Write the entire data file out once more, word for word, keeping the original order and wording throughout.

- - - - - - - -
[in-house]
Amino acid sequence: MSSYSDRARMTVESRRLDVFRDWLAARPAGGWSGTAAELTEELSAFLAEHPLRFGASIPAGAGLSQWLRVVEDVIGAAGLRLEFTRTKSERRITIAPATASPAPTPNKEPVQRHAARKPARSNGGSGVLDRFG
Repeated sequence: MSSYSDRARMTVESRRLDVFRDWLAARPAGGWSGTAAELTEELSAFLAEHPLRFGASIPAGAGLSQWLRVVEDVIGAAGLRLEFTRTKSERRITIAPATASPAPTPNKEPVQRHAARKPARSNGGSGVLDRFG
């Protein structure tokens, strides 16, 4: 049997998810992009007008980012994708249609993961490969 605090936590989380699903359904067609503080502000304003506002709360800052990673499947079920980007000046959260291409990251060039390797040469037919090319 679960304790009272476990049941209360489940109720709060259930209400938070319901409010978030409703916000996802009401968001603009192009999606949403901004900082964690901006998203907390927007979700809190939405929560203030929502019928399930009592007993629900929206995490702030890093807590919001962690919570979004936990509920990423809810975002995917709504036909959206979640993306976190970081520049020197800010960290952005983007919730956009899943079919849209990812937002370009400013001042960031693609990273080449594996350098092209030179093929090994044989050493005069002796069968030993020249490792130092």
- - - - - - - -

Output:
[in-house]
Amino acid sequence: MSSYSDRARMTVESRRLDVFRDWLAARPAGGWSGTAAELTEELSAFLAEHPLRFGASIPAGAGLSQWLRVVEDVIGAAGLRLEFTRTKSERRITIAPATASPAPTPNKEPVQRHAARKPARSNGGSGVLDRFG
Repeated sequence: MSSYSDRARMTVESRRLDVFRDWLAARPAGGWSGTAAELTEELSAFLAEHPLRFGASIPAGAGLSQWLRVVEDVIGAAGLRLEFTRTKSERRITIAPATASPAPTPNKEPVQRHAARKPARSNGGSGVLDRFG
């Protein structure tokens, strides 16, 4: 049997998810992009007008980012994708249609993961490969 605090936590989380699903359904067609503080502000304003506002709360800052990673499947079920980007000046959260291409990251060039390797040469037919090319 679960304790009272476990049941209360489940109720709060259930209400938070319901409010978030409703916000996802009401968001603009192009999606949403901004900082964690901006998203907390927007979700809190939405929560203030929502019928399930009592007993629900929206995490702030890093807590919001962690919570979004936990509920990423809810975002995917709504036909959206979640993306976190970081520049020197800010960290952005983007919730956009899943079919849209990812937002370009400013001042960031693609990273080449594996350098092209030179093929090994044989050493005069002796069968030993020249490792130092």